IDEAS home Printed from
MyIDEAS: Log in (now much improved!) to save this article

Early warning systems - empirical evidence

Listed author(s):
  • Nidžara Osmanagić Bedenik


    (Faculty of Economics and Business, University of Zagreb)

  • Alexandra Rausch

    (Department of Controlling and Strategic Management,Alpen-Adria-Universität Klagenfurt)

  • Davor Labaš

    (Faculty of Economics and Business, University of Zagreb)

Despite the importance of early warning systems (EWS) in revealing weak signals on environmental changes and in constructing a solid base for timely and appropriate business response, particularly against the backdrop of business crises, empirical evidence - especially at the country level - still lags behind. The aim of this paper is to contribute to the practical and theoretical knowledge about EWS by providing empirical evidence from companies located in three different European countries, i.e. Croatia, Austria and Greece. We propose that companies in richer countries, as measured in terms of GDP, have a higher implementation level of EWS and are more likely to meet current state-of-the-art EWS standards while companies in the countries with a lower GDP show a lesser level of development. Moreover, we explore the reasons for not implementing EWS. For our survey we used a structured questionnaire. Contrary to our hypotheses, there are no significant differences among the countries concerning the level of EWS implementation. However, there are some differences as to the kind of EWS. Overall, EWS are predominately short-term oriented and operating in all three countries. The main reasons for not implementing EWS are the shortage of employees and the lack of management initiatives.

If you experience problems downloading a file, check if you have the proper application to view it first. In case of further problems read the IDEAS help page. Note that these files are not on the IDEAS site. Please be patient as the files may be large.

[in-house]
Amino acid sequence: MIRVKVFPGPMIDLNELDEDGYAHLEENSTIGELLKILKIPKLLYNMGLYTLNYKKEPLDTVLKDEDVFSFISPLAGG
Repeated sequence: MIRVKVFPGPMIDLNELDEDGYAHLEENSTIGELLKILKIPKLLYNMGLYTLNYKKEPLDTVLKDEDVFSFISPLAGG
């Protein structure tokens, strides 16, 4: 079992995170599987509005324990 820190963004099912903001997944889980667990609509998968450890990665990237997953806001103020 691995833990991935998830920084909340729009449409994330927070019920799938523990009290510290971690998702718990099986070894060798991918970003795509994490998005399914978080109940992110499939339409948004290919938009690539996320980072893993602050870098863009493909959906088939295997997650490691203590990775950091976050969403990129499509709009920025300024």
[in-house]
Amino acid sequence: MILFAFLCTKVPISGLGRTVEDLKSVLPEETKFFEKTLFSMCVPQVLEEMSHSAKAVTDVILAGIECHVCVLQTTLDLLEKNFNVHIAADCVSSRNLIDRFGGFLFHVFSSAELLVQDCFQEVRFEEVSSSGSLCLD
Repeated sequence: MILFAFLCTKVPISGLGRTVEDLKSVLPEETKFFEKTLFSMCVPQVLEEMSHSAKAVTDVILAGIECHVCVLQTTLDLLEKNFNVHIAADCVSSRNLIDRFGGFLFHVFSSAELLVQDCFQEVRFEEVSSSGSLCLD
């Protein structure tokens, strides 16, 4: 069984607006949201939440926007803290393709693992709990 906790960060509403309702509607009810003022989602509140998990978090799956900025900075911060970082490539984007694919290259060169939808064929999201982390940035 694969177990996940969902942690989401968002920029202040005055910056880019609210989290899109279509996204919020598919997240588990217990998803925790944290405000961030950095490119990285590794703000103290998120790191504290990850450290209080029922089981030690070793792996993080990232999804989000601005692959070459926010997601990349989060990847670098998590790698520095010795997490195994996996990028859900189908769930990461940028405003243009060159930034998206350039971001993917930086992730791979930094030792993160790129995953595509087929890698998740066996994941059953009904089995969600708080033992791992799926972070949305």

File URL:
Download Restriction: None

Article provided by Faculty of Economics and Business, University of Zagreb in its journal Tržište.

Volume (Year): 24 (2012)
Issue (Month): 2 ()
Pages: 201-218

in new window

Handle: RePEc:zag:market:v:24:y:2012:i:2:p:201-218
Contact details of provider: Postal:
Trg J.F.Kennedya 6, 10000 Zagreb

Phone: +385 1 233-5633
Fax: +385 1 238-3333
Web page:

More information through EDIRC

Order Information: Postal: Tržište/Market, Faculty of Economics and Business, Trg J. F. Kennedy 6, 10000 Zagreb, Croatia.
Web: Email:

References listed on IDEAS
Please report citation or reference errors to , or , if you are the registered author of the cited work, log in to your RePEc Author Service profile, click on "citations" and make appropriate adjustments.:

in new window

  1. Felton, Andrew & Reinhart, Carmen M. (ed.), 2009. "The First Global Financial Crisis of the 21st Century Part II: June–December, 2008," Vox eBooks, Centre for Economic Policy Research, number p199, December.
  2. Salvatore, Dominick, 1999. "Could the Financial Crisis in East Asia Have Been Predicted?," Journal of Policy Modeling, Elsevier, vol. 21(3), pages 341-347, May.
Full references (including those not matched with items on IDEAS)

This item is not listed on Wikipedia, on a reading list or among the top items on IDEAS.

When requesting a correction, please mention this item's handle: RePEc:zag:market:v:24:y:2012:i:2:p:201-218. See general information about how to correct material in RePEc.

For technical questions regarding this item, or to correct its authors, title, abstract, bibliographic or download information, contact: (Tanja Komarac)

If you have authored this item and are not yet registered with RePEc, we encourage you to do it here. This allows to link your profile to this item. It also allows you to accept potential citations to this item that we are uncertain about.

If references are entirely missing, you can add them using this form.

If the full references list an item that is present in RePEc, but the system did not link to it, you can help with this form.

If you know of missing items citing this one, you can help us creating those links by adding the relevant references in the same way as above, for each refering item. If you are a registered author of this item, you may also want to check the "citations" tab in your profile, as there may be some citations waiting for confirmation.

Please note that corrections may take a couple of weeks to filter through the various RePEc services.

This information is provided to you by IDEAS at the Research Division of the Federal Reserve Bank of St. Louis using RePEc data.